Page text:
Falwell merrily combines a love of gardening and a willingness to get muddy in this book. She uses quick rhymes that add a bouncy feel to the book, maintaining that sense of joy that is everywhere in this book. I am particularly pleased to see a book with a grandfather taking expert care of grandchildren in this book.
The illustrations are filled with falling rain, but also small faces turned up into it and knees plunked down into the mud. The completely African-American family is also great to see in a picture book that easily integrates into rain or gardening or color units and story times.
Ripe and ready to be picked, this is a great choice for sharing aloud in spring or fall. Appropriate for ages 3-5.
Reviewed from digital galley received from Lee & Low Books via NetGalley.
A Special Gift for Grammy by Jean Craighead George, illustrated by Steve Johnson and Lou Fancher
Hunter collected a big pile of stones and put them on his grandmother’s porch. When his father and grandmother ask him what she is meant to do with them, Hunter replied, “What everyone does with a pile of stones.” Hunter turned out to be right. Everyone who saw the stack of stones knew just how to use one or more of them. The postal carrier used one to weigh down the mail on a breezy day. Workmen used them as hammers or weights. They are used to stop wheels from rolling and show people what way to turn. When Hunter returned only six little stones were left. But this time it’s Grammy who knows just what to do with them.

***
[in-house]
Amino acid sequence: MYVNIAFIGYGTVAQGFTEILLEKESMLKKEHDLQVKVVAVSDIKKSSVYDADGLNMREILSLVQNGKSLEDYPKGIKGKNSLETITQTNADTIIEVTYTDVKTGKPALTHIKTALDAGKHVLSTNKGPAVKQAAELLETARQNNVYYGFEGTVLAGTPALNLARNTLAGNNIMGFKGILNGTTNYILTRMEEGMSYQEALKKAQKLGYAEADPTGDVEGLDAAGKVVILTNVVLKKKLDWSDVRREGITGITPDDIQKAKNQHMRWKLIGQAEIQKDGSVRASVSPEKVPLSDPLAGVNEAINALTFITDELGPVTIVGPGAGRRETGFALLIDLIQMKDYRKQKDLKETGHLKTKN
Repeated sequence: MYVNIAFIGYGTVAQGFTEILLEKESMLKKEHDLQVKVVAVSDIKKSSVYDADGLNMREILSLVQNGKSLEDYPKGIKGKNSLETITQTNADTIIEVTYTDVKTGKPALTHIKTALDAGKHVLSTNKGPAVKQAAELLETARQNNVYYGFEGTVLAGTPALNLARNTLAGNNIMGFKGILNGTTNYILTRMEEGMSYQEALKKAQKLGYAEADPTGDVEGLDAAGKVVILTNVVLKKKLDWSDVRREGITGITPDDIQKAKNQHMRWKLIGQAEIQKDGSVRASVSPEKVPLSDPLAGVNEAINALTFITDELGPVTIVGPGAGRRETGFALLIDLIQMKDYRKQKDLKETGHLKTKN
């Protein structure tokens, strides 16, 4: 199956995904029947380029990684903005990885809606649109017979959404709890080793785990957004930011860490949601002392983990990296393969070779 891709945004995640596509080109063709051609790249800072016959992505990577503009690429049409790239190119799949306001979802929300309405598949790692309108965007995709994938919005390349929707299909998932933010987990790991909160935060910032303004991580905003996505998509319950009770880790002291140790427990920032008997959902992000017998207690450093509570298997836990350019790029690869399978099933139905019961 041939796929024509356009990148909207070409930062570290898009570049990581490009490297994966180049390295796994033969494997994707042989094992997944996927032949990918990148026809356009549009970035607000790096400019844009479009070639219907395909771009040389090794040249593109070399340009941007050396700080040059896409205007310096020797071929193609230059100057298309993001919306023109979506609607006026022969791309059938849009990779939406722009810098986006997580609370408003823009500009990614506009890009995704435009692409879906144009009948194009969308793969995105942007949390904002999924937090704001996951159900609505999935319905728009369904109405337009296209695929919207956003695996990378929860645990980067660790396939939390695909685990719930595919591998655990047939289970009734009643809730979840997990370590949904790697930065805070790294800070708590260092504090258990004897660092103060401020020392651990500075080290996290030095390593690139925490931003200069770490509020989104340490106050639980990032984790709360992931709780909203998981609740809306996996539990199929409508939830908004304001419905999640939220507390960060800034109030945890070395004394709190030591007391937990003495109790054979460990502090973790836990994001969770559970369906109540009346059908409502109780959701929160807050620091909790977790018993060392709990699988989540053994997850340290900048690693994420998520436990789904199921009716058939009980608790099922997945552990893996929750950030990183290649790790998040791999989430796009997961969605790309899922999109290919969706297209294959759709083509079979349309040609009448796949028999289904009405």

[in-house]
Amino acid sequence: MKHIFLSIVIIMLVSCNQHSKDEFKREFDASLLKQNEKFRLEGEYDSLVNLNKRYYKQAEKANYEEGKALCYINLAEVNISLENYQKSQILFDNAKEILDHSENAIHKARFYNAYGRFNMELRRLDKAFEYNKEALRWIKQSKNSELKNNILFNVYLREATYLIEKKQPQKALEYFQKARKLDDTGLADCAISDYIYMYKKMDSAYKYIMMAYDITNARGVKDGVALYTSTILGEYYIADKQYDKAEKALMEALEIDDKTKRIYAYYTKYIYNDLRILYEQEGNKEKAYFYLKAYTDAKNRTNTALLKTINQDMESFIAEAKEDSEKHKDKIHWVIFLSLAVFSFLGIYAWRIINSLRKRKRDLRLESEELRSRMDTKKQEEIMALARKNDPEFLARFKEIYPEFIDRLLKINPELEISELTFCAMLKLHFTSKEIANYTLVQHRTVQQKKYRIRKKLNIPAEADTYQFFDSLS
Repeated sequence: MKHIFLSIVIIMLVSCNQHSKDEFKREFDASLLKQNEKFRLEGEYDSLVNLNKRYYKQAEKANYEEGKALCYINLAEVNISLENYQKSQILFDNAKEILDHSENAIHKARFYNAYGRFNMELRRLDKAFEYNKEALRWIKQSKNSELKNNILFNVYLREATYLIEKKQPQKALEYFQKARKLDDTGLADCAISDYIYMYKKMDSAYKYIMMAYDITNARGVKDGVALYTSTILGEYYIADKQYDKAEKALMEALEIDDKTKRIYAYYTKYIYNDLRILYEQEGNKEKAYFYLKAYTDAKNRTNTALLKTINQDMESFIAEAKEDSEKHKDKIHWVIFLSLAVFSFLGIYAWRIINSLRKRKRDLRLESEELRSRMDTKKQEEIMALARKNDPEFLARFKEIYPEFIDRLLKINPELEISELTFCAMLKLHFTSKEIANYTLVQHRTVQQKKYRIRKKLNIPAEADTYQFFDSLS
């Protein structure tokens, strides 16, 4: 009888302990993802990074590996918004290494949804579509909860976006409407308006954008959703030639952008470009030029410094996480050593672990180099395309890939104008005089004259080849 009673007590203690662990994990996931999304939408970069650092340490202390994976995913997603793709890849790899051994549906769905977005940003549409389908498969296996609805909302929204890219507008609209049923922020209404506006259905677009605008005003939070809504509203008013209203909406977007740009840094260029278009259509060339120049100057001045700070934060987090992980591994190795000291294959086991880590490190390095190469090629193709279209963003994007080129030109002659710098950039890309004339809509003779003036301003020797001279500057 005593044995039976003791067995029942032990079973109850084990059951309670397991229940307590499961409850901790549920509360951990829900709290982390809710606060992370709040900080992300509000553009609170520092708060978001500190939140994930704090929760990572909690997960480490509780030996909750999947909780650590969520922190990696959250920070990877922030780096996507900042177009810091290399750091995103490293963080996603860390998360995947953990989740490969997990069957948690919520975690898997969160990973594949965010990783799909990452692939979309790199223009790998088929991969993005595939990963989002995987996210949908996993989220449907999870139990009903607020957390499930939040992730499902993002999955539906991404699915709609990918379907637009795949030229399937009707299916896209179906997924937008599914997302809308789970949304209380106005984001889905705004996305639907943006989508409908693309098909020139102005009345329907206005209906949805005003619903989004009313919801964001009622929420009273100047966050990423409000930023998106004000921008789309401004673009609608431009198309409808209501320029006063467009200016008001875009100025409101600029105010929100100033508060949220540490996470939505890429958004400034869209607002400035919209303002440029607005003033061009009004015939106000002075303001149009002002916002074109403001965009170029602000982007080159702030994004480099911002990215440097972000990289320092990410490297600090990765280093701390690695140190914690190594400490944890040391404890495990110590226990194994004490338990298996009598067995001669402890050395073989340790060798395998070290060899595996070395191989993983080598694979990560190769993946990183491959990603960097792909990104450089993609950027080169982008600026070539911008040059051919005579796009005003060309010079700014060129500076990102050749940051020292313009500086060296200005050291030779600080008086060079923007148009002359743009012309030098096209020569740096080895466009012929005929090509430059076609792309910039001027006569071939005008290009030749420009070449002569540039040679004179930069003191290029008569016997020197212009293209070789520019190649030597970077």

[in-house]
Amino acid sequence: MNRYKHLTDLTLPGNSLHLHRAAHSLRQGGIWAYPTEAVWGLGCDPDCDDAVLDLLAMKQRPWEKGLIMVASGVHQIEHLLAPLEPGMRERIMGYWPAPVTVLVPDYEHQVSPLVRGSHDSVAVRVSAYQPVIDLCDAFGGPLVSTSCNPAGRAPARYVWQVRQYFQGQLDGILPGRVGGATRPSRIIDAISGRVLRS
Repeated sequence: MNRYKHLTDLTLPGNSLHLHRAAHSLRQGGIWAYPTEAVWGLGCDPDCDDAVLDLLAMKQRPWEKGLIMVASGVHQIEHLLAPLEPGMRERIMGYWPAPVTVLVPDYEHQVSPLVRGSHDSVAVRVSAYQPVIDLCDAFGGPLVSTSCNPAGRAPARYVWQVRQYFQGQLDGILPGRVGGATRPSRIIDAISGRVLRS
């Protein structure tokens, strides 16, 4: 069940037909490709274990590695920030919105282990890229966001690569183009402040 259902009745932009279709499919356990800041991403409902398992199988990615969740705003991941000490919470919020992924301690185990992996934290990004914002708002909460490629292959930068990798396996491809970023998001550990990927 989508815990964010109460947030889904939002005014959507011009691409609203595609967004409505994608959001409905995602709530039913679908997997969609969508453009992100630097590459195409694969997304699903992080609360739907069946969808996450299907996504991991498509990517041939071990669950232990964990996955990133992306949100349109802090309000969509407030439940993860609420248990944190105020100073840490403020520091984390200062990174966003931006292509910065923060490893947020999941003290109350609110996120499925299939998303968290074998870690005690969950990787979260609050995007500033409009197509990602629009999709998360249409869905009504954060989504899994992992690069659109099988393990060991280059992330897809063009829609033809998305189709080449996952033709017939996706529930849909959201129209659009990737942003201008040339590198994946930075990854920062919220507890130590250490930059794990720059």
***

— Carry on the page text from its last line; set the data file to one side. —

I have one big issue with this book: the title. It does very little to convey the charm that is inside this book. I love the idea of a pile of stones that everyone borrows from and uses. Then the end of the book is intensely satisfying. I must admit though that with the uninteresting title, I almost passed on this book, expecting it to be a book about the death of a grandparent or a saccharine poem about familial love. Instead it is a well-designed look at community, family and connections. I’d much rather have had the title reference the stone pile or stones or rocks.